Internet

Winchester and Fall Mountain Regional school districts have been awarded roughly $150,000 in federal funds to help students with Internet and technology needs at home, which have been highlighted during the COVID-19 pandemic.

Last month, U.S. Sen. Maggie Hassan’s office announced Fall Mountain was one 12 districts statewide that were awarded a total of $2.4 million from the Emergency Connectivity Program Fund, which is supported by the American Rescue Plan Act, according to a news release. The district — which covers Acworth, Alstead, Charlestown, Langdon and Walpole — received $106,800.

In a second round this month, Winchester received $49,736, according to a separate news release from Hassan’s office last week. Winchester was one of 22 districts in the state to receive money in this latest round of funding, which will see $2.2 million distributed to Granite State schools.

For the Fall Mountain School District, these funds will go toward supplying students with new touchscreen Acer Chromebooks, according to Superintendent Lori Landry. Students may also be provided with hotspots to pair with their devices, Landry said in an email. The district won’t receive the funds directly, but vendors will be invoiced on the district’s behalf, she added.

Winchester school officials were not available Friday to describe how the district plans to use these funds. But according to the Universal Service Administrative Co., which is overseen by the Federal Communications Commission, Winchester also requested Chromebooks and hotspots.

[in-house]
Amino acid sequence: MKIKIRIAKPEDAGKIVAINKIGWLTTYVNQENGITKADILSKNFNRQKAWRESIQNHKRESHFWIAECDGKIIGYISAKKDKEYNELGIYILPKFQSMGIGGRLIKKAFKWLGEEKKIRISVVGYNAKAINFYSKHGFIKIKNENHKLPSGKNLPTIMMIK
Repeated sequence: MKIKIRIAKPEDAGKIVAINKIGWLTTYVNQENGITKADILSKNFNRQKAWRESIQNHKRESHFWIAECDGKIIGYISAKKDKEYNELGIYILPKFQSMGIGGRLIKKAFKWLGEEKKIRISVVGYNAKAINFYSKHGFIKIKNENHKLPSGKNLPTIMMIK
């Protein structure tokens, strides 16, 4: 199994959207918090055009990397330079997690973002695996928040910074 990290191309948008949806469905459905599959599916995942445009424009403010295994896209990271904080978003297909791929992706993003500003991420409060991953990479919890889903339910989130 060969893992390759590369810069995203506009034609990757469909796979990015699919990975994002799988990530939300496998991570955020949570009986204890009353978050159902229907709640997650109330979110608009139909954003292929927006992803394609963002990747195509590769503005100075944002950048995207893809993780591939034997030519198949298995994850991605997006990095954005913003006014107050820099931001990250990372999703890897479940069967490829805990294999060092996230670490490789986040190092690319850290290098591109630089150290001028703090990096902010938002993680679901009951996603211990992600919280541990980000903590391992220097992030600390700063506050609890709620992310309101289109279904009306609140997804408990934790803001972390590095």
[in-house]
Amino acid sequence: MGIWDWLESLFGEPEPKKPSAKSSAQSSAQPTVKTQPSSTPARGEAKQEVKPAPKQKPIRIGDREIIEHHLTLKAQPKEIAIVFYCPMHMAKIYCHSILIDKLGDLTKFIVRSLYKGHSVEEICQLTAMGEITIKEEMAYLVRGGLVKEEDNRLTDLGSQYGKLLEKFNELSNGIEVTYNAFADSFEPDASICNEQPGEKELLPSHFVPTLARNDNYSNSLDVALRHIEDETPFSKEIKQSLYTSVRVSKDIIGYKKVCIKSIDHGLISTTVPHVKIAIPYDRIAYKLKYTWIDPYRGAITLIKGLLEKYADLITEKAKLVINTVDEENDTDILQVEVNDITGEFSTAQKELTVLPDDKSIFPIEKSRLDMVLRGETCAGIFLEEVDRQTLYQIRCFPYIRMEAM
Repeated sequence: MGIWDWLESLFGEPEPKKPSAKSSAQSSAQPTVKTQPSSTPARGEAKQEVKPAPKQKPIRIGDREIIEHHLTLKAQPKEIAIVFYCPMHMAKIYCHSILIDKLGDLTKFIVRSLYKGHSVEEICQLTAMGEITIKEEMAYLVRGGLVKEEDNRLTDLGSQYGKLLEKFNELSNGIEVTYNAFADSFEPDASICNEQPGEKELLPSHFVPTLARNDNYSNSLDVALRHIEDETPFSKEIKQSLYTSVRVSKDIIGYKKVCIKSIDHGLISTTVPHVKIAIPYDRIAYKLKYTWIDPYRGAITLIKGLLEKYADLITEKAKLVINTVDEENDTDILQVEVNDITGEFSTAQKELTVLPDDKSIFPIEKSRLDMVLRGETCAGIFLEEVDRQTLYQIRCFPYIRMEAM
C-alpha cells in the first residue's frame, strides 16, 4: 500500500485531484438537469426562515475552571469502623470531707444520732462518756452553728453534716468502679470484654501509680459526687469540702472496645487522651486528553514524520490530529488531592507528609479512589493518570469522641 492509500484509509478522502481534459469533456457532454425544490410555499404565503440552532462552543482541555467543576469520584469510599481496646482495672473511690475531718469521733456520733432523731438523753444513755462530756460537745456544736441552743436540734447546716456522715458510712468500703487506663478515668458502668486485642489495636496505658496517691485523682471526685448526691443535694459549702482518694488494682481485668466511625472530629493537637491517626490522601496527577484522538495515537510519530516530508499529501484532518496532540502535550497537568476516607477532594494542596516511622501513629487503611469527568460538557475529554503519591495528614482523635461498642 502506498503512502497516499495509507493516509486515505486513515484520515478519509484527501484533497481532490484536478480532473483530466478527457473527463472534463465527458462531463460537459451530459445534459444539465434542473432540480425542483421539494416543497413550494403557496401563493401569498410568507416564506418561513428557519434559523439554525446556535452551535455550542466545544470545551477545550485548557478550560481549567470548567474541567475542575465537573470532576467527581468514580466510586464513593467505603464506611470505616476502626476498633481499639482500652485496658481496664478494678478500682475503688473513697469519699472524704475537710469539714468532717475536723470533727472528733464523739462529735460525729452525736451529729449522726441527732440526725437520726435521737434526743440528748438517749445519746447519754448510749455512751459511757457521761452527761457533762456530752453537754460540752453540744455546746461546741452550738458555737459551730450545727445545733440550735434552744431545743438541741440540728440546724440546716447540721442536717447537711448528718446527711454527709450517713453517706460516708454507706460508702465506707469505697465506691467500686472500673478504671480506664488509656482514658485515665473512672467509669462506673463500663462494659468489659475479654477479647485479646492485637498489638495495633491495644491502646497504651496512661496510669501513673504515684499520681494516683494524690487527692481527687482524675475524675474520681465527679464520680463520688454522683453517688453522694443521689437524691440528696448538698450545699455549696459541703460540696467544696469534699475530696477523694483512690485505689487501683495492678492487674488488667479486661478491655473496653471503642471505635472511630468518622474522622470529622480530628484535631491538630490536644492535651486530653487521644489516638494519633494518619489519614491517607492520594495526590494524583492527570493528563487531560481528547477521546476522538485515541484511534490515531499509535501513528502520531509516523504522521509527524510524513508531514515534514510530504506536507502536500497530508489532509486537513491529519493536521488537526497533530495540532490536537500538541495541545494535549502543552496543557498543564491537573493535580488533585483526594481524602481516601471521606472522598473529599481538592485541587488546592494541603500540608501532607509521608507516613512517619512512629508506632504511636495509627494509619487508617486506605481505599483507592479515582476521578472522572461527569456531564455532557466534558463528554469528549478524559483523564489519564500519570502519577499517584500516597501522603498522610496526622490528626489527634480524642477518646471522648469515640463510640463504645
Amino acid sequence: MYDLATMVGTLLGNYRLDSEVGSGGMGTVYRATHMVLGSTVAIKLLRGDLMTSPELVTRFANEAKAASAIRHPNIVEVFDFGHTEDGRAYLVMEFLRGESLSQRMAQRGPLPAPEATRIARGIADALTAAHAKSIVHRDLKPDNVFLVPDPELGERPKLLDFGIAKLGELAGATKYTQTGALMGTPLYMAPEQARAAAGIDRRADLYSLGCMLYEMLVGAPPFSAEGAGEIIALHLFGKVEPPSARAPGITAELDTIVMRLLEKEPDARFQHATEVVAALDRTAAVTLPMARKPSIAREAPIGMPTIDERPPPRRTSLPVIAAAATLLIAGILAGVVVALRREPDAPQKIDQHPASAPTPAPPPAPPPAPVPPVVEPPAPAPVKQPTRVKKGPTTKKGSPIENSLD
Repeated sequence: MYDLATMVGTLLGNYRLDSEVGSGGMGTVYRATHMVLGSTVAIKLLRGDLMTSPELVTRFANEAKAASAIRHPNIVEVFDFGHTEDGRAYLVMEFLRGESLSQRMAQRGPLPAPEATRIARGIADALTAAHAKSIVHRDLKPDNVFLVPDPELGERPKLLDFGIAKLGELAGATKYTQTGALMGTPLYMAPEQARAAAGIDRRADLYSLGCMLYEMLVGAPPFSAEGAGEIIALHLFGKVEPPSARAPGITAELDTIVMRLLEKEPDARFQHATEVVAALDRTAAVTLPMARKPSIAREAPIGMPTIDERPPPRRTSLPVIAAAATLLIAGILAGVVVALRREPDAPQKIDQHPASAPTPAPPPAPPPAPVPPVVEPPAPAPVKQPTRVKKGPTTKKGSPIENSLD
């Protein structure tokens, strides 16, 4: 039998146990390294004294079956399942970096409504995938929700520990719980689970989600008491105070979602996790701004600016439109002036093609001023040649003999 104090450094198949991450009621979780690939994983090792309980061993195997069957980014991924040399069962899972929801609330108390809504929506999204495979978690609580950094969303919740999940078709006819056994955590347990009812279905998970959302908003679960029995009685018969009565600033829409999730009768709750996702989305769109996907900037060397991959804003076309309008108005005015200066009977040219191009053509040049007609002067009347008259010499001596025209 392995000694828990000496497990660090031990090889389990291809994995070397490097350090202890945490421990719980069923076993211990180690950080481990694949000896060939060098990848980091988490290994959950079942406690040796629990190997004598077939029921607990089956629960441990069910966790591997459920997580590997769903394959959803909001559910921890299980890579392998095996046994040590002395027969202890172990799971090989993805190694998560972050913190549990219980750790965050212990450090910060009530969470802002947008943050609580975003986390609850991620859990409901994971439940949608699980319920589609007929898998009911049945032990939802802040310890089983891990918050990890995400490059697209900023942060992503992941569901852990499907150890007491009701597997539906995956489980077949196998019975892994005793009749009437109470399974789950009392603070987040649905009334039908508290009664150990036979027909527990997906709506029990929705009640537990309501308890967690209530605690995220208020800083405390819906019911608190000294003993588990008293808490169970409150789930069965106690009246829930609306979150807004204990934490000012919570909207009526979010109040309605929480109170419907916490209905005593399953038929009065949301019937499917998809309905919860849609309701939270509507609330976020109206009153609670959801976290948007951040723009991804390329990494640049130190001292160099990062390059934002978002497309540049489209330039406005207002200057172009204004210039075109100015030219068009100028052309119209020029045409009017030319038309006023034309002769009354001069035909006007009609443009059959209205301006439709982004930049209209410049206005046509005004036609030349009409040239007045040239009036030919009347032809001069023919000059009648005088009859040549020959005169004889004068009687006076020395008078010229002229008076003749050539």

The Emergency Connectivity Program Fund — which is overseen by the FCC — was established to help schools and libraries facilitate remote learning during the COVID-19 pandemic. The money can be used for a range of technology-related costs, including providing laptops or tablets for students to bring home, Wi-Fi hotspots, modems and routers, and commercial Internet services, according to the FCC.

Each school district was responsible for identifying technological and connectivity challenges their students faced and submitted a list of desired devices and services in an application to the FCC, according to Hassan’s office. The program was created to address the digital barriers some students face, also known as the “homework gap,” which has been exacerbated as many schools have incorporated remote learning into their curriculum during the ongoing public health crisis.

In the news release from Hassan’s office last week, U.S. Rep. Annie Kuster — who represents New Hampshire’s 2nd Congressional District, which includes the entire Monadnock Region — said this funding is critical for education in the state.

“Especially in the wake of the COVID-19 pandemic,” Kuster said, “it is essential that our Granite State schools, students, and staff have reliable access to broadband services to keep our communities connected and safe through remote work and remote learning.”

Molly Bolan can be reached at 352-1234, extension 1436 or mbolan@keenesentinel.com. Follow her on Twitter

@BolanMolly.